This Is Not a Movie (2011) should not be confused with This Is Not a Film (2011), the documentary shot by Iranian director Jafar Panahi while under house arrest for propaganda against the state, which was smuggled out of the theocracy on a flash drive hidden inside a birthday cake and screened at Cannes.

WHAT THE CRITICS SAY:

“To call This is Not a Movie weird is disingenuous. Rubio’s film is a simulacrum of weird, a copycat approximation of what the mass public perceives as being so… True visionary weirdness comes from creating original iconography and doing something no one else could ever conceive of. That’s what all the people Rubio is ripping off did.”–Jamie S. Rich, DVD Talk (DVD)

MANTUA (2012)

DIRECTED BY: Jorge Delarosa, Wyl Price, Jim Johnson

FEATURING: Mike Akers, Hank Fiorini, Susan Martin, Lauren Ashley Carter

PLOT: FBI agent Stephanie Bellman—a man, by the way, and a sex addict—investigates some

Still from Mantua (2012)

very strange goings on in the sleepy burg of Mantua, Ohio, all of which seem to involve “The Organic Ones,” a murderous cult who are “harvesting” the earth’s “weeds,” i.e. the undesirable people polluting the planet.

COMMENTS: Mantua is the brainchild of the artist collective The Slow Mutants, based in NE Ohio. Comprised of 3 short films Black,” “Green,” and “Red,” with connective tissue added, the movie is fitfully entertaining in spots but the execution is just too amateurish to fully recommend. Which is too bad, because there’s just enough here to prove that there is some talent involved. The story suggests a variation on “Twin Peaks,” but even more tweaked and off-center. It’s not boring, and that’s the film’s biggest strength. What tries one’s patience, however, is the level of the performances and the backyard quality of the production which sandbag the ambitiousness of the project.

It’s not without merit—there’s no ineptness on display here. In my opinion, it’s more a matter of the filmmakers having bitten off more than they could chew at the time. As their craft improves, the final results will too—hopefully. In fact, I’d like to see them reboot this after they get a few more projects under their belts. Until that time, if you can sit through a comedic “Twin Peaks” variation with public access TV production values, give Mantua a try. But first, you might want to take a look at their upcoming punk rock documentary Gangrene, for some perspective.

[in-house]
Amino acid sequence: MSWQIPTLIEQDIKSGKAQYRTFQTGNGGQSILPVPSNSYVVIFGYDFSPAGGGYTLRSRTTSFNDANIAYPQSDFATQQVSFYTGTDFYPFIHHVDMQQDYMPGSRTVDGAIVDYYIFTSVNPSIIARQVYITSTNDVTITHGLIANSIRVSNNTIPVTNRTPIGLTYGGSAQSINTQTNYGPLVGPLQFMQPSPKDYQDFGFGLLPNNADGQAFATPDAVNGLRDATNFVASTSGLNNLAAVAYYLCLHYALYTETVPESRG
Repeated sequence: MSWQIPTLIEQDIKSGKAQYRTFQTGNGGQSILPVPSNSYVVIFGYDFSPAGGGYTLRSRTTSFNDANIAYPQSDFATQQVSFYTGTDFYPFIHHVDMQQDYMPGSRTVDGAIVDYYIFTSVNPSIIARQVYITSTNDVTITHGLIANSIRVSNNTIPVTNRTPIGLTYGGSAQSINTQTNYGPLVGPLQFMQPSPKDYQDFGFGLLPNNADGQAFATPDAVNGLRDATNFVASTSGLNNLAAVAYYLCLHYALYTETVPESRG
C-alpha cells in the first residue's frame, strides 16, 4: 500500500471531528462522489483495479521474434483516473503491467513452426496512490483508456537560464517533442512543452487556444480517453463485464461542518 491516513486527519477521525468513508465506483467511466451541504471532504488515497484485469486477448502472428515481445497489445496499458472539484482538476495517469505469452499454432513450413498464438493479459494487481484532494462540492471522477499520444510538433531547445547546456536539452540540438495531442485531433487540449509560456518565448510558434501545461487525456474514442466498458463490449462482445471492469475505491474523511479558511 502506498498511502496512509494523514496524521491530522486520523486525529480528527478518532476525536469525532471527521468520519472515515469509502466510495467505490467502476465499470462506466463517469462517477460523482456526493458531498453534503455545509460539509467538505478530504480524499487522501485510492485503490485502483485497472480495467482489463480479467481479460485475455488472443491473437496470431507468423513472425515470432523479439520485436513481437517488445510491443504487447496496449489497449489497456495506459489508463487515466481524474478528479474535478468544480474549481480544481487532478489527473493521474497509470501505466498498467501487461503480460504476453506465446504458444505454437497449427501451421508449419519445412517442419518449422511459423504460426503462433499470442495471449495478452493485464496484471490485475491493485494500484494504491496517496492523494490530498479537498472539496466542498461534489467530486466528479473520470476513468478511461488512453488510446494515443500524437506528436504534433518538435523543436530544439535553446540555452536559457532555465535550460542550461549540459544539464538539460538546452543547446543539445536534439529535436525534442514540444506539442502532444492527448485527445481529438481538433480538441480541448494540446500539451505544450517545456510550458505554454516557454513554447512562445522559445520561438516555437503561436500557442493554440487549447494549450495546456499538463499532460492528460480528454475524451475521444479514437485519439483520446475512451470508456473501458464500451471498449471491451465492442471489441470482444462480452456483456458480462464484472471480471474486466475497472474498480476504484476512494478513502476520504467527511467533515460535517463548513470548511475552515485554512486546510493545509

Copies may be ordered via e-mail from the Slow Mutants Home Page.

LIST CANDIDATE: MUTANT GIRLS SQUAD (2010)

DIRECTED BY: , Yoshihiro Nishimura,

FEATURING: Yumi Sugimoto, Suzuka Morita, Yuko Takayama,

PLOT: On her 16th birthday a bullied teenage girl discovers she’s really a half-breed mutant with

Still from Mutant Girls Squad (2010)

a claw for a hand; she joins up with others of her kind and must decide if she will help them destroy humanity and usher in an age of mutants.

WHY IT MIGHT MAKE THE LIST: At least one of these new wave Japanese  movies will eventually make the List; it’s just a question of which one can raise its head (or more appropriately, spout its geyser of blood) above the mad crowd. This entry in the cycle has the advantage of being a collaboration between three of the top talents in the sleazy subgenre—Noboru (RoboGeisha) Iguchi, Yoshihiro (Tokyo Gore Police) Nishimura, and Tak (Yakuza Weapon) Sakaguchi—as well as being bat-guano insane in its own right.